Background: Mary Winkler–who shot her husband in the back and then refused to aid him or call 911 as he slowly bled to death for 20 minutes–walked away a free woman last month after serving a farcically brief “sentence” for her crimes. She is currently in a custody battle with Matthew Winkler’s parents, who have been raising their three daughters for the last 18 months.
The Winklers seek to terminate Mary Winkler’s parental rights and adopt the girls. I support their position.
In the new article below, District Attorney Michael Dunavant asserts that Mary Winkler also intended to kill her three young children and herself. He says:
“I would suggest to you that the evidence was clear that not only did she make up her mind that she was going to kill him when she did, but she was going to end it for her children and herself, too.
“[When Winkler left the state after shooting her husband in the back in their bed, she had] less than $200 in cash, a pair of socks for her baby, a shotgun and a box of shells in a minivan. That”s it…She drove hundreds of miles to Jackson, Mississippi, spent one night, and then to Orange Beach, Alabama, and was in a hotel the next night. She was running out of money. How was she going to feed her children? How was she going to get back to Tennessee?
“You know what she was going to do. She was going to kill her children and herself, and she was just going to do it at the beach instead of in Selmer, Tennessee.”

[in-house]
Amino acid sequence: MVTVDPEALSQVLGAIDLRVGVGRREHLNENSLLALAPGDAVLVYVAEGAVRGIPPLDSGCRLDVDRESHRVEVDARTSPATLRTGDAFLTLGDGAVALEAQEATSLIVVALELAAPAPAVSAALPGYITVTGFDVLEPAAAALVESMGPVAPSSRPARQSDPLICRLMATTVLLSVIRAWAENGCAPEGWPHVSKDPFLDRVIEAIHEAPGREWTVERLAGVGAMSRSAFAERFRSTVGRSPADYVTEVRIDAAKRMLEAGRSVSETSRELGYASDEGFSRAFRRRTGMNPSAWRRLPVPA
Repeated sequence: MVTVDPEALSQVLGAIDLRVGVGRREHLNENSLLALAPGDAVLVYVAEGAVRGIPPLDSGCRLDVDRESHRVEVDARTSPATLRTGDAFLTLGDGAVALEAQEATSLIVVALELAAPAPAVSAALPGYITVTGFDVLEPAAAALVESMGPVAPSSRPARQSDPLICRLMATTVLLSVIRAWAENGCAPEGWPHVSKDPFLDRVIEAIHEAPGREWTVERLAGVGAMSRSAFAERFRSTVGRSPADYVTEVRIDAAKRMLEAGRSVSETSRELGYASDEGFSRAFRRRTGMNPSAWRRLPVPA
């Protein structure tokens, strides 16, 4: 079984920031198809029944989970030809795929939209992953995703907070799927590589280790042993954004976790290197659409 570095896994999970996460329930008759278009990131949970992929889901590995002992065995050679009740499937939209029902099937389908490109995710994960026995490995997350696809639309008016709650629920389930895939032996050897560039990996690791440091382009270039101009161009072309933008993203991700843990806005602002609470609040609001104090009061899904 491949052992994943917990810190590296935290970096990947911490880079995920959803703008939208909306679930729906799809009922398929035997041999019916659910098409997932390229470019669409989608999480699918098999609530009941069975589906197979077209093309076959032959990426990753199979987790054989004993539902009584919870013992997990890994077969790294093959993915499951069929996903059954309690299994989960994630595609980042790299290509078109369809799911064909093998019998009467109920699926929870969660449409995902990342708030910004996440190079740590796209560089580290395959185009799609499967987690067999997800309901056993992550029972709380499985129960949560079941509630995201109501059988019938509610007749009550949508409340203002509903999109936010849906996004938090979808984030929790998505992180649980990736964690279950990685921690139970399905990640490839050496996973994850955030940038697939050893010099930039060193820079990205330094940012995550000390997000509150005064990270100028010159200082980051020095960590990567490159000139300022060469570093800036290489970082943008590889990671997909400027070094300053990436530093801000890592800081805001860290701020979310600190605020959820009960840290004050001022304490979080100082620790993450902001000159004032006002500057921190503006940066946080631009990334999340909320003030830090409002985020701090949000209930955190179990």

The full article can be seen at DA says Winkler aimed to kill kids (Jackson Sun, 11/11/07). As critical as I am of Mary Winkler, I don’t find the DA’s assertion terribly convincing. If Winkler really wanted to kill her children and kill herself, she could have done it in the house after she killed her husband. It’s certainly possible that this is how things would have turned out in Alabama, but I hardly think we could be sure what she was going to do, as this DA implies.
This might be a good example to help explain one reason (of many) why men commit more murder-suicides than women do. While in Alabama, Winkler probably thought that even if she is caught, she still has a chance to bamboozle the legal system and get off, as in fact she was able to do.
By contrast, a man in her situation would know that he was doomed, that there was no chance for him to get off through the system, and would be more likely to end it all with a murder-suicide. This in no way excuses it for either gender, of course.